| posts: 4,941 | Location: Australia
If you have a 300 MBPS router, it is very difficult to connect at that rate! You will find that even if you are getting that speed to begin with, it may drop off the more data you try and transfer. The way around this is to get better signal strength.
Better signal strength can be achieved it a multitude of ways. The antennas on a router (even external or internal) can be at least slightly directional, so turning the router around on the spot can give you a fractionally better signal (if you have a wifi settings program on your computer that can measure receive/transmit signals, both in speed, strength, and quality (the Windows speed identifier is useless for this purpose).
If the router has external antennas, try moving them around slightly if possible, sometimes an off-axis orientation (not perfectly vertical or horizontal) can be beneficial. Try moving the router, sometimes 30 cm difference is all that is required for the signal to change noticeably.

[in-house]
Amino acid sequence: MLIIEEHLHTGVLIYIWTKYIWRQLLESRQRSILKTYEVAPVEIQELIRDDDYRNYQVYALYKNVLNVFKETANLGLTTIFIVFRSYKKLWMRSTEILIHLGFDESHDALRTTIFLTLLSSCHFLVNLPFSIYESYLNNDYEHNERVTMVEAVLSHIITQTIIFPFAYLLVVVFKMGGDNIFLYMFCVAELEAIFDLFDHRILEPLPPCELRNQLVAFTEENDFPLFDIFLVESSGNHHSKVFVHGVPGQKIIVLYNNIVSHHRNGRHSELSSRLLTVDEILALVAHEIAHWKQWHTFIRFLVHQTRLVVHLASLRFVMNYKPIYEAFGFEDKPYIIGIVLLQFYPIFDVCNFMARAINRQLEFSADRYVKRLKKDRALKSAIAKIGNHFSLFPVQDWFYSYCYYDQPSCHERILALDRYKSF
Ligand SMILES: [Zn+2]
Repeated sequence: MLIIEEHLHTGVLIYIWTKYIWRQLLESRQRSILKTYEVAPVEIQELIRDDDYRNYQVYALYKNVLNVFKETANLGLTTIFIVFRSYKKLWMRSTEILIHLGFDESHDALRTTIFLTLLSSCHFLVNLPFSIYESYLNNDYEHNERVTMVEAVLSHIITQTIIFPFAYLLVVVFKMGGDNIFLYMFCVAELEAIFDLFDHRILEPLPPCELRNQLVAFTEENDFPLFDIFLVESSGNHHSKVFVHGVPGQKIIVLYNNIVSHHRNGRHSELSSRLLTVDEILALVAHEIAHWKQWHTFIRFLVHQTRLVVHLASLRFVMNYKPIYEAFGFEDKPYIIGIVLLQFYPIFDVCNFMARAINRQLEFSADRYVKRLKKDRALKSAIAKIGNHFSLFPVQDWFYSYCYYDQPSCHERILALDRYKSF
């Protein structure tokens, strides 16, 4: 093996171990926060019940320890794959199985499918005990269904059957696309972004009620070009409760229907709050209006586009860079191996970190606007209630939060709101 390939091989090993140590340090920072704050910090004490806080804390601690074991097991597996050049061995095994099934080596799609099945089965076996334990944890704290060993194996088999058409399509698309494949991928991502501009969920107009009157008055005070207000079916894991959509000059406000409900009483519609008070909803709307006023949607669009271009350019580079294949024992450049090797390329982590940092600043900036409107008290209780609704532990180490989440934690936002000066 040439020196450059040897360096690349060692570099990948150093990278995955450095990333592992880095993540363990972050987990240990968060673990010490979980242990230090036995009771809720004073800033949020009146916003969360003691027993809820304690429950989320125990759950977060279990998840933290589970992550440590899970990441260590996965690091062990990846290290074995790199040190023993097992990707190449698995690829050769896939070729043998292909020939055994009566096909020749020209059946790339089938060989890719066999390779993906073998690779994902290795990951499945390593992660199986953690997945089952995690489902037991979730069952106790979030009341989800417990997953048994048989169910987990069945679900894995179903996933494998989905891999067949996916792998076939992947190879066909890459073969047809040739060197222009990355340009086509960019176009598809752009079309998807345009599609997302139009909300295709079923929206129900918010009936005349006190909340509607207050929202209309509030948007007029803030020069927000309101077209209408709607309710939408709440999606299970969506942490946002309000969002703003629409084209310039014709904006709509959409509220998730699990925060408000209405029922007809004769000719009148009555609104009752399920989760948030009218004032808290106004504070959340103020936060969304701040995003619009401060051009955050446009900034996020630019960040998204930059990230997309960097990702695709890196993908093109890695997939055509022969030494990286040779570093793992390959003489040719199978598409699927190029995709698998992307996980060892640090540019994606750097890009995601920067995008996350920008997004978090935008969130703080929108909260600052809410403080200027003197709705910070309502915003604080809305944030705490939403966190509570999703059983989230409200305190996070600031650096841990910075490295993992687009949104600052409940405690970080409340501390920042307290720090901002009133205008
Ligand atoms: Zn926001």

If there are a lot of signals around you, and you have external antennas for your router and computer, put the antennas in a horizontal axis as most people have them in the vertical axis. This will reduce interference from your neighbours.
Choose channels that are least used. Sometimes setups without any other signals around can work on some channels better than others, so try switching that around a bit. Apart from that, there really isn't much you can do. A 'more extreme' option is to play around with signal reflection using aluminium foil; this can work really well but it can be hit or miss if you don't know what you are doing.